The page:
Review Price £330.00
Motorola RAZR i - Hands On
Motorola has just launched an intriguing new mid- to high-end mobile phone the Motorola RAZR i. It packs in a superfast Intel processor and has a edge to edge screen that means you can get a large 4.3in screen in a phone little bigger than an iPhone 4S. We got hands on at the launch to see how it holds up.
Motorola RAZR i Design
Motorola has tried a few odd design features in recent years and the RAZR i carries on that tradition. The woven kevlar back looks great but the plastic section surrounding the camera doesn't look or feel as premium, and the Torx head bolts holding it together give it a strange 'tough' vibe. Add in the slightly thick aluminium sides that sit proud of the screen and the way the Motorola has covered the earpiece with its logo, but then only cut out holes for the TOR, making them appear darker, makes the RAZR i feel a little clunky.
That said, it's still a pretty smart handset, and it feels nice and sturdy with kevlar back and aluminium sides. It's also treated with a waterproof coating to protect from rain and spillages. It isn't fully waterproof though, so don't go dunking.
Best of all, though, it feels great in the hand. The kevlar has a soft touch feel while the aluminium sides are nicely rounded. In combination with dimensions that mean it fits snugly in your average sized hand.
All the buttons are also conveniently positioned. The power button sits on the right edge where it's easy to reach without shifting your grip and below it is the volume rocker. You also get a dedicated camera button that both takes snaps and launches the camera app, even from a locked phone. It has a nice light touch too, so it's not too easy to make your shots wobbly when pressing it.
Down the other side is the connectivity, with microSD and microSIM slots covered by a flap and a microUSB charging port left uncovered. Up top is the headphone jack.
All told there's a great combination of features here with good ergonomics and build quality on offer. Only the slightly iffy design and lack of removable battery concern us.
Motorola RAZR i Screen
One of the headline features of this phone is its so called edge-to-edge screen. Motorola has managed to pack a 4.3in display into a chassis little bigger than the 4.0in Motoluxe. the display runs right to the edge of the glass under which it sits, but it's a bit of a cheat to say edge-to-edge as the phone's aluminium sides at a good 3mm or so to either side. This is made doubly obvious by the fact the sides actually stick out slightly above the surface of the screen - great for keeping the screen protected when placed on a flat surface but not so great for emphasising the slimness of the edges of your phone.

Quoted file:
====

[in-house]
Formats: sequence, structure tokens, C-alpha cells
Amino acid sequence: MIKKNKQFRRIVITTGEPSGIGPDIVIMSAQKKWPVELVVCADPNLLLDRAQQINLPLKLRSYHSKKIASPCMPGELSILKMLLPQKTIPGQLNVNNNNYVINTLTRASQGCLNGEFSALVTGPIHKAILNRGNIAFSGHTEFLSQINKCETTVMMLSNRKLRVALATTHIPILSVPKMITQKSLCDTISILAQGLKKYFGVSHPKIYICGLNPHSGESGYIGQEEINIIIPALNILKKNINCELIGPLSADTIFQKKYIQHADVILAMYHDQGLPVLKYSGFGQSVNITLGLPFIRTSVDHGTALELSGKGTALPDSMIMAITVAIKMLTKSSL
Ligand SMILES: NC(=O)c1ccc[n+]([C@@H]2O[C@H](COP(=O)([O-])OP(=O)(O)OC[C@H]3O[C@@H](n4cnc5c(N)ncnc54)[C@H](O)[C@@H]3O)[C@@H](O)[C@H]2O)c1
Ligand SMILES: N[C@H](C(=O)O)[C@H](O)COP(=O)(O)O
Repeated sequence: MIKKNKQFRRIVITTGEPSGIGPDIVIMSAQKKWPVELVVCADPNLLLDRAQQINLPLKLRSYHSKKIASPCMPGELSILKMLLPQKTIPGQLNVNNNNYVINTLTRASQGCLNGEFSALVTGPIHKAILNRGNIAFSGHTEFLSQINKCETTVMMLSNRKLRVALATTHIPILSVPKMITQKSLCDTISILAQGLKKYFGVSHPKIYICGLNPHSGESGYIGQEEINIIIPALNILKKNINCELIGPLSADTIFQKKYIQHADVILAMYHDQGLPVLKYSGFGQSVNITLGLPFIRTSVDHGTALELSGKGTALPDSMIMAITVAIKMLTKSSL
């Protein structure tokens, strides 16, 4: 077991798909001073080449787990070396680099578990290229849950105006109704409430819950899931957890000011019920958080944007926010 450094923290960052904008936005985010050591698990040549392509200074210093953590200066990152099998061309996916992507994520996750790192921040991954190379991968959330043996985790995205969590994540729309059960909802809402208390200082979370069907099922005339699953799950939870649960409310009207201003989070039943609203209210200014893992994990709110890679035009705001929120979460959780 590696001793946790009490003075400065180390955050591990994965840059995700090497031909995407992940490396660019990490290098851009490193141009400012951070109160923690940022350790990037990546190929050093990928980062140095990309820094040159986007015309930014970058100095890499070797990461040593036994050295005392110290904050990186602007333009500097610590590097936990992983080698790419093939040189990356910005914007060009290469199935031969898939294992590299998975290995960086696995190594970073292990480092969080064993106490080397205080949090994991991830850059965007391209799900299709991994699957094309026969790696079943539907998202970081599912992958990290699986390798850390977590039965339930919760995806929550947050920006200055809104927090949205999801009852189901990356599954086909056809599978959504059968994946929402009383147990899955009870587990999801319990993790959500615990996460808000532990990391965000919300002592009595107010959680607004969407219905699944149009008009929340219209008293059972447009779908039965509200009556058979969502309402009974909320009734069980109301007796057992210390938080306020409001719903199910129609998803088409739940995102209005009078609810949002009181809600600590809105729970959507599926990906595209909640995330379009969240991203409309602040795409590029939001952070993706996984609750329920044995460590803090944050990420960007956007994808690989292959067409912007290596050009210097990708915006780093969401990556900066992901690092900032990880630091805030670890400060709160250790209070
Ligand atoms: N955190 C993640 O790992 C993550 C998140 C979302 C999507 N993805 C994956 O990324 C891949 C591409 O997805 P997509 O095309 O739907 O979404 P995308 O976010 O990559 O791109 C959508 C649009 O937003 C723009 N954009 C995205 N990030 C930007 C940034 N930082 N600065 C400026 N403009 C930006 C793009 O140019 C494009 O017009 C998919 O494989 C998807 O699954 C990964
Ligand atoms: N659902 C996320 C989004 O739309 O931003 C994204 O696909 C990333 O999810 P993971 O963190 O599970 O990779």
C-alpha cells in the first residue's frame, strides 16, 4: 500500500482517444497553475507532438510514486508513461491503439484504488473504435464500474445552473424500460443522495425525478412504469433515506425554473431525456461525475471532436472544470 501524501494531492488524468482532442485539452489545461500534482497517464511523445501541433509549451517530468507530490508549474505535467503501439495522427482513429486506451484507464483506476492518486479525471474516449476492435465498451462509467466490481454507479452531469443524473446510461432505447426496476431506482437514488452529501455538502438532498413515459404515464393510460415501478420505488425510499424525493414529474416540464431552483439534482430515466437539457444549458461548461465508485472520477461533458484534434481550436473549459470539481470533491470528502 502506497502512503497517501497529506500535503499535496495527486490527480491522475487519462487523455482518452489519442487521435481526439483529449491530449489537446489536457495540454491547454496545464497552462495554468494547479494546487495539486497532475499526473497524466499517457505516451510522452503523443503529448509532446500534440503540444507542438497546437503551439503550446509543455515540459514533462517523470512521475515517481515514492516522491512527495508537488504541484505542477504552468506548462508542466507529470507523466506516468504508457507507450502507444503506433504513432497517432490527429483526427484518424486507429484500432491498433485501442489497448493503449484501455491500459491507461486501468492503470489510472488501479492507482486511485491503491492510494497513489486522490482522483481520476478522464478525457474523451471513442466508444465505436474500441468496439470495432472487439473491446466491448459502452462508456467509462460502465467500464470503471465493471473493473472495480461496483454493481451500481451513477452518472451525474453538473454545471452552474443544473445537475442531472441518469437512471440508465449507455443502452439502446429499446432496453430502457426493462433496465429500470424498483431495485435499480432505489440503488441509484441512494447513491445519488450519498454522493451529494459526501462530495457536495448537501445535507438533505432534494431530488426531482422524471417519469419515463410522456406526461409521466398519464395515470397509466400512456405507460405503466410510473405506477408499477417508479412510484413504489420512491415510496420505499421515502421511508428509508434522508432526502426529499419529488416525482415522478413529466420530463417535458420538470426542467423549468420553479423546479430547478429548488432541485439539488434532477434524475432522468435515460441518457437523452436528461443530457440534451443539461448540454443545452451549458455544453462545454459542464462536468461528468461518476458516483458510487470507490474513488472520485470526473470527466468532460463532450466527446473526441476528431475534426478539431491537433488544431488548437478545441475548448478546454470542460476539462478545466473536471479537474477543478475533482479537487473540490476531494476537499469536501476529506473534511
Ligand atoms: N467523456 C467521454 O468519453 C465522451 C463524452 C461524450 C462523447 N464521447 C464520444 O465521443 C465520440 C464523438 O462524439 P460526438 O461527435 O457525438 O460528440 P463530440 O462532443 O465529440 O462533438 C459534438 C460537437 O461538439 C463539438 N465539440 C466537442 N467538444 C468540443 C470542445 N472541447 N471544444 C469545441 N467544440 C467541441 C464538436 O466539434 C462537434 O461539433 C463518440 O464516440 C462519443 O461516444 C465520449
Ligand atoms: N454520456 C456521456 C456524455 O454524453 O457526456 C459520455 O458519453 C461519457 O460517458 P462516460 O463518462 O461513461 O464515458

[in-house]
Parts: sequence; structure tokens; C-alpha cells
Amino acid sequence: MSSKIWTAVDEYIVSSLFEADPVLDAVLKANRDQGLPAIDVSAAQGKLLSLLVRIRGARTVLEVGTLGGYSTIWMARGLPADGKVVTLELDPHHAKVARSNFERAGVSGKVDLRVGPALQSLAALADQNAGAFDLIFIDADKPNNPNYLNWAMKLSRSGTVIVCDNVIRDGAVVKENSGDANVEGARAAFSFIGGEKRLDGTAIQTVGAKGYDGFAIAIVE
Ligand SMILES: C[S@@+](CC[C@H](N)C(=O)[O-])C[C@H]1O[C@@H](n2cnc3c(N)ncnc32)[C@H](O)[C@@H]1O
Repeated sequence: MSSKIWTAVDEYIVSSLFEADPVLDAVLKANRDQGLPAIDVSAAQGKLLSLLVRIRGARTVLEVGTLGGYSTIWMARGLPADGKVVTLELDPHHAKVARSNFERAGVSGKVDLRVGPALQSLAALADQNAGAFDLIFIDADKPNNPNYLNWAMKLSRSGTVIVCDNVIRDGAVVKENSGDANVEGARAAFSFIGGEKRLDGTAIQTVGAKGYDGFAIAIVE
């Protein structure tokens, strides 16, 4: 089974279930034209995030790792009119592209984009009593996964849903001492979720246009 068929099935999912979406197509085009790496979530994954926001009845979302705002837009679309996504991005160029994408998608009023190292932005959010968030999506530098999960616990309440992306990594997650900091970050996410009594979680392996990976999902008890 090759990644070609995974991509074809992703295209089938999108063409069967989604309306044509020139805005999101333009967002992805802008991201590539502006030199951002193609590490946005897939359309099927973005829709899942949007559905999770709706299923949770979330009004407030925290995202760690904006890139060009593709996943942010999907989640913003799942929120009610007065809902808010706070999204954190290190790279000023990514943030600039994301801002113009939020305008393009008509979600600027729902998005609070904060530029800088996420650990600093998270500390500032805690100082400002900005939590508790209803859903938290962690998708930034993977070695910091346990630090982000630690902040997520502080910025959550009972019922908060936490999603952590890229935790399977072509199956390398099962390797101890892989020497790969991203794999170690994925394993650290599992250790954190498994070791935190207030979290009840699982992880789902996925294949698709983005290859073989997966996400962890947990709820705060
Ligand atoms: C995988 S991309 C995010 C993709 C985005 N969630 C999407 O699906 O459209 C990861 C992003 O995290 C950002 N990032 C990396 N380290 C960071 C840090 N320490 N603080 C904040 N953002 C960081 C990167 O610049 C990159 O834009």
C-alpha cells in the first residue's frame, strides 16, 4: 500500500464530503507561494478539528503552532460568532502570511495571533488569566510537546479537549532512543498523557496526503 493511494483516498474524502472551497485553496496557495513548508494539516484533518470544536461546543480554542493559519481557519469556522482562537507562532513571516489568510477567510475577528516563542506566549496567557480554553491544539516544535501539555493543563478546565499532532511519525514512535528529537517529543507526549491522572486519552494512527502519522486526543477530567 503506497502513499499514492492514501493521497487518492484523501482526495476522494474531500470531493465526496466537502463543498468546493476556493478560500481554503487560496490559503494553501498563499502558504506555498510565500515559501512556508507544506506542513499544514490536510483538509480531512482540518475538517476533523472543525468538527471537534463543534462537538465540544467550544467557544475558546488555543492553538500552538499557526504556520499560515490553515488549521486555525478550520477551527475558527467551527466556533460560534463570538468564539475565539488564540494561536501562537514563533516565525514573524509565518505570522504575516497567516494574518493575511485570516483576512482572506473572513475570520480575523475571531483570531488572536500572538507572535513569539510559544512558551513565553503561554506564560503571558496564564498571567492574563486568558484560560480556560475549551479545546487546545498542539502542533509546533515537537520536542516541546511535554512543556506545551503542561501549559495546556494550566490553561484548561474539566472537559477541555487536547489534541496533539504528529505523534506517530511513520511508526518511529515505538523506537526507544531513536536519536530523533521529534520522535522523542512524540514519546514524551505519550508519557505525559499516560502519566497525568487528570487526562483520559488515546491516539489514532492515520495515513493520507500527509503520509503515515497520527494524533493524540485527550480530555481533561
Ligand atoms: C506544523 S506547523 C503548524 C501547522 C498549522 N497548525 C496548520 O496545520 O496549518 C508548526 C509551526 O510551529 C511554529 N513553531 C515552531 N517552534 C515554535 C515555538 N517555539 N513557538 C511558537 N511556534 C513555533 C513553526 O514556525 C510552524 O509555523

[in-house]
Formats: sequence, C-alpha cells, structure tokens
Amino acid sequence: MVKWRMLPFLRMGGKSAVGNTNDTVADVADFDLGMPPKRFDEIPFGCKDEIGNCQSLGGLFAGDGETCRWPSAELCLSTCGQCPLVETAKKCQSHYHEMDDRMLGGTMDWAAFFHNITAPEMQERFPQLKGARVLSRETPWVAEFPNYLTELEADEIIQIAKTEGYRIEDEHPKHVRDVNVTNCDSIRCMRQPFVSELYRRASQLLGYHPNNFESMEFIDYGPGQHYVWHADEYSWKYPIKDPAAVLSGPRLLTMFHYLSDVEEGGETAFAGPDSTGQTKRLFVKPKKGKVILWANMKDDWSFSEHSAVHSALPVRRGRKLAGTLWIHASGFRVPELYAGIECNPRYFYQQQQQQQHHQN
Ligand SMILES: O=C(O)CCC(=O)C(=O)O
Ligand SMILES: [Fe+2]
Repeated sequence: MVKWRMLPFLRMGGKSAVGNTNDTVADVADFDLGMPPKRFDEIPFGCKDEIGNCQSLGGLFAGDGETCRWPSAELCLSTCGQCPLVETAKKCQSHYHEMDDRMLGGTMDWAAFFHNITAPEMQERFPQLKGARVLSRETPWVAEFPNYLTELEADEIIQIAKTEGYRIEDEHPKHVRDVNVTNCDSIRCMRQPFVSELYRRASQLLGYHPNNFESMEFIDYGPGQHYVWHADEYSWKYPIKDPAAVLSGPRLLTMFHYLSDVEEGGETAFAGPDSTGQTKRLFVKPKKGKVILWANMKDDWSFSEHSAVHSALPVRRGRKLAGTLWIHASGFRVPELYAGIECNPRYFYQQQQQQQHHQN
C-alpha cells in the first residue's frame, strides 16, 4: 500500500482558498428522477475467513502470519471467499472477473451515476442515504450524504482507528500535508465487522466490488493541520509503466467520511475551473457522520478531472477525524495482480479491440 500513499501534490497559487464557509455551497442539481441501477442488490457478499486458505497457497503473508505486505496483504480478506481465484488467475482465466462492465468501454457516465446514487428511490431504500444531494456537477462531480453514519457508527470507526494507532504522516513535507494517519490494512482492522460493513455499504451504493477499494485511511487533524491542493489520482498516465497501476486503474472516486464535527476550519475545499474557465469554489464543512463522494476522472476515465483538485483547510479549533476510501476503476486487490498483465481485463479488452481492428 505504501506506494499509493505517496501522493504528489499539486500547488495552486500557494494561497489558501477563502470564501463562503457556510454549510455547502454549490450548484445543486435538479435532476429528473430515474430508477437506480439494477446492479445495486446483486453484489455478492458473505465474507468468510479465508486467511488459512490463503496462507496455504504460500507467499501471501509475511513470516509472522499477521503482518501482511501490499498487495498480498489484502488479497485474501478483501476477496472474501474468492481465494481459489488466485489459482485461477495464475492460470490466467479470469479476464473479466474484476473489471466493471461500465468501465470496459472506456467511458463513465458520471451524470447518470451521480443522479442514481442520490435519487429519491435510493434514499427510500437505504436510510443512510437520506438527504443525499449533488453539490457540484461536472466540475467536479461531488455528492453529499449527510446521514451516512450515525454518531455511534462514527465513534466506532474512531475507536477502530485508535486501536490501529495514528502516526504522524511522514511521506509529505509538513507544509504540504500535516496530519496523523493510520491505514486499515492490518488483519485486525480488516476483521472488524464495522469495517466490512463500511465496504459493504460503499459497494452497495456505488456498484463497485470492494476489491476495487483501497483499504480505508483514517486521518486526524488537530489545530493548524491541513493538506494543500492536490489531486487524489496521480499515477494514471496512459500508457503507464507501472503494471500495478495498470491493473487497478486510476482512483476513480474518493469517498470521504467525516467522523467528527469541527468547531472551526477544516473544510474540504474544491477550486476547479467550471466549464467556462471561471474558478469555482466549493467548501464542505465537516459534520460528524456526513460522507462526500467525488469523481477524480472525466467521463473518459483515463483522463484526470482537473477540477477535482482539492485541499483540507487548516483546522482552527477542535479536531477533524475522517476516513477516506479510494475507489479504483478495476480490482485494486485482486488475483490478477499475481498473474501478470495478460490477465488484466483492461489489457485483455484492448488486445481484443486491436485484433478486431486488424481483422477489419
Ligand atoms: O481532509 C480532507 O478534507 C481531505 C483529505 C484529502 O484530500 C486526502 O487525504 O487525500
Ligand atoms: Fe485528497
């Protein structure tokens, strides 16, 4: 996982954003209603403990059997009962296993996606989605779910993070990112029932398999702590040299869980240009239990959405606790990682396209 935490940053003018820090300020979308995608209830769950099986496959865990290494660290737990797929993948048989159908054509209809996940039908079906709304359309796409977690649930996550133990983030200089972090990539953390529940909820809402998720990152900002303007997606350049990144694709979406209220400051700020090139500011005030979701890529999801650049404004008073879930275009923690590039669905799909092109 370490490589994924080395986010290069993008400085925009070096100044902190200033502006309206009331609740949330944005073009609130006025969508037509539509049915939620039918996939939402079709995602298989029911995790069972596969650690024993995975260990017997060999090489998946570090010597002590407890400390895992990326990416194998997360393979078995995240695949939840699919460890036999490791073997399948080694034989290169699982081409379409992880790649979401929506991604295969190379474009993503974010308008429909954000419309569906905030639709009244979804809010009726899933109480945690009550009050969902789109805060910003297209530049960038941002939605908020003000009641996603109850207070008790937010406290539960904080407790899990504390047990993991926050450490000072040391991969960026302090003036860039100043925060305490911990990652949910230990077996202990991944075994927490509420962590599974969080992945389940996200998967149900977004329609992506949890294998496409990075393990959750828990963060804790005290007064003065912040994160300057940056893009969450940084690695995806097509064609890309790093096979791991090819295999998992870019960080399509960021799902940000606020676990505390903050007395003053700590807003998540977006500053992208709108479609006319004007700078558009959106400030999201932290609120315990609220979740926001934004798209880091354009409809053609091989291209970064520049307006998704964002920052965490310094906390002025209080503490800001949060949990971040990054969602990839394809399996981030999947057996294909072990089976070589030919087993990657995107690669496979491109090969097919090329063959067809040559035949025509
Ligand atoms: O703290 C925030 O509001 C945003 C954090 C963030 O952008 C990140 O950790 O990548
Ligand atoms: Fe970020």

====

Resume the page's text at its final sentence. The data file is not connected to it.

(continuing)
Otherwise the screen is quite nice, though not a superphone rival. With a resolution of 540 x 960 pixels, it's not as sharp as the 720 x 1280 HD screen of the Samsung Galaxy S3 or LG Optimus 4X HD, but it's plenty enough to be getting on with. The subpixel arrangement is Pentile but the pixels are small enough that the Pentile peculiarities (coloured fringing round white, slightly grainy look to solid colours) aren't too noticeable.
Perhaps crucially, despite the display running to the edges of the phone, it doesn't feel awkward to use. There's till space for your thumb to rest below the screen and it doesn't randomly sense touches while resting your thumb on the edge either.
Motorola RAZR i Intel Processor
The other headline feature here is the Intel processor. Running at 2GHz it's the fastest phone processor around. We'll be back with benchmarks very shortly but in use it feels lightning fast - yes, quicker than anything else out there.
Graphics performance we don't expect to be quite so phenomenal but there should still be plenty of power for all the latest games, especially at the lower resolution this phone uses.
The one big issue here is app compatibility. Because Intel uses a completely different chip architecture to ARM-based chips, not all existing apps on the Play Store will work on this phone. Intel reckons between 5% and 30% of apps won't be compatible but we'll be sure to test a whole host of our favourites to see for ourselves.
Motorola RAZR i Android Interface
The RAZR i runs Android 4.0 but Motorola is already working on an update to Jelly Bean. Even without that, though, the phone feels fast and easy to use.
Motorola has made a few tweaks such as adding the circle widget. This shows basic information like the time, weather and battery status in a series of circles. These you can then flick round to reveal more information or more options. It's a pretty simple addition but it's one of the nicer widgets we've seen in a while.
We'll be back with more on the interface shortly.
Motorola RAZR i Camera
One of the biggest beneficiaries of the fast processor is the camera which can start it in well under a second, either by tapping the app or holding down the shutter button. Also, there's a multi-shot mode that can fire off 10 shots in less than a second. It's impressive stuff, though we did find the multi-shot to be almost too fast, particularly as there's a slight delay before between pressing the shutter button and it firing off the first shot - it can be difficult to time your shot.
We'll be back with more thoughts very soon but for now we're reasonably impressed by the Motorola RAZR i. Its headline features - the edge to edge screen and Intel processor - are certainly noteworthy but it's in combination with a good selection of other features that it really comes together. Ergonomics are great, memory can be upgraded and it has NFC. Only 4G is the obvious missing feature.
Latest Deals From Ebay
20 bids View Item
7 bids View Item
2 bids View Item